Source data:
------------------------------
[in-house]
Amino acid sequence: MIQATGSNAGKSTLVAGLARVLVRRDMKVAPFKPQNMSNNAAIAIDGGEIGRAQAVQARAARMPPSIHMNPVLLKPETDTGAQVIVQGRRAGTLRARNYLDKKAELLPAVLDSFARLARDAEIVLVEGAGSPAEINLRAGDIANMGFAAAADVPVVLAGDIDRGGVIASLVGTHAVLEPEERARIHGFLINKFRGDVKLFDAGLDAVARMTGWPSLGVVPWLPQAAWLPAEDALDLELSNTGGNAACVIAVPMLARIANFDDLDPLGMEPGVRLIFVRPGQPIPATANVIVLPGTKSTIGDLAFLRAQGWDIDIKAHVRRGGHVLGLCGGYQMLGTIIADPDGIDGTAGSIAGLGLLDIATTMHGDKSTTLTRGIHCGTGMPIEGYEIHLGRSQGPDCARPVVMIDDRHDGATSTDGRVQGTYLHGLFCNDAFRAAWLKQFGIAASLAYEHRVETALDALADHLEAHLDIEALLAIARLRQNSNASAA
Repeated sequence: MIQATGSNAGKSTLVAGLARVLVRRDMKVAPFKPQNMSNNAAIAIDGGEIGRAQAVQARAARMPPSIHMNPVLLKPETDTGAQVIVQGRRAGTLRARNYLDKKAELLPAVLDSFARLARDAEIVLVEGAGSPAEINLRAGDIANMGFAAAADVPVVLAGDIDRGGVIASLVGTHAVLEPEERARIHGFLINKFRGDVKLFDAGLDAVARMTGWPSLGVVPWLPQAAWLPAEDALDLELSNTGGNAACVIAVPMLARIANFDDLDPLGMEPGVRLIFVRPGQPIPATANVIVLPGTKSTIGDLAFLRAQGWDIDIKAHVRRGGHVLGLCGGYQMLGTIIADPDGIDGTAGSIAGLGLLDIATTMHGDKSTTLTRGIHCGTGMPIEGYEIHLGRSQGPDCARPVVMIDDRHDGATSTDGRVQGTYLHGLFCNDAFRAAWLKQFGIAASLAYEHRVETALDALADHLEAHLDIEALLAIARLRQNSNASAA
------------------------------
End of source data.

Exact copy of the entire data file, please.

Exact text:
[in-house]
Amino acid sequence: MIQATGSNAGKSTLVAGLARVLVRRDMKVAPFKPQNMSNNAAIAIDGGEIGRAQAVQARAARMPPSIHMNPVLLKPETDTGAQVIVQGRRAGTLRARNYLDKKAELLPAVLDSFARLARDAEIVLVEGAGSPAEINLRAGDIANMGFAAAADVPVVLAGDIDRGGVIASLVGTHAVLEPEERARIHGFLINKFRGDVKLFDAGLDAVARMTGWPSLGVVPWLPQAAWLPAEDALDLELSNTGGNAACVIAVPMLARIANFDDLDPLGMEPGVRLIFVRPGQPIPATANVIVLPGTKSTIGDLAFLRAQGWDIDIKAHVRRGGHVLGLCGGYQMLGTIIADPDGIDGTAGSIAGLGLLDIATTMHGDKSTTLTRGIHCGTGMPIEGYEIHLGRSQGPDCARPVVMIDDRHDGATSTDGRVQGTYLHGLFCNDAFRAAWLKQFGIAASLAYEHRVETALDALADHLEAHLDIEALLAIARLRQNSNASAA
Repeated sequence: MIQATGSNAGKSTLVAGLARVLVRRDMKVAPFKPQNMSNNAAIAIDGGEIGRAQAVQARAARMPPSIHMNPVLLKPETDTGAQVIVQGRRAGTLRARNYLDKKAELLPAVLDSFARLARDAEIVLVEGAGSPAEINLRAGDIANMGFAAAADVPVVLAGDIDRGGVIASLVGTHAVLEPEERARIHGFLINKFRGDVKLFDAGLDAVARMTGWPSLGVVPWLPQAAWLPAEDALDLELSNTGGNAACVIAVPMLARIANFDDLDPLGMEPGVRLIFVRPGQPIPATANVIVLPGTKSTIGDLAFLRAQGWDIDIKAHVRRGGHVLGLCGGYQMLGTIIADPDGIDGTAGSIAGLGLLDIATTMHGDKSTTLTRGIHCGTGMPIEGYEIHLGRSQGPDCARPVVMIDDRHDGATSTDGRVQGTYLHGLFCNDAFRAAWLKQFGIAASLAYEHRVETALDALADHLEAHLDIEALLAIARLRQNSNASAA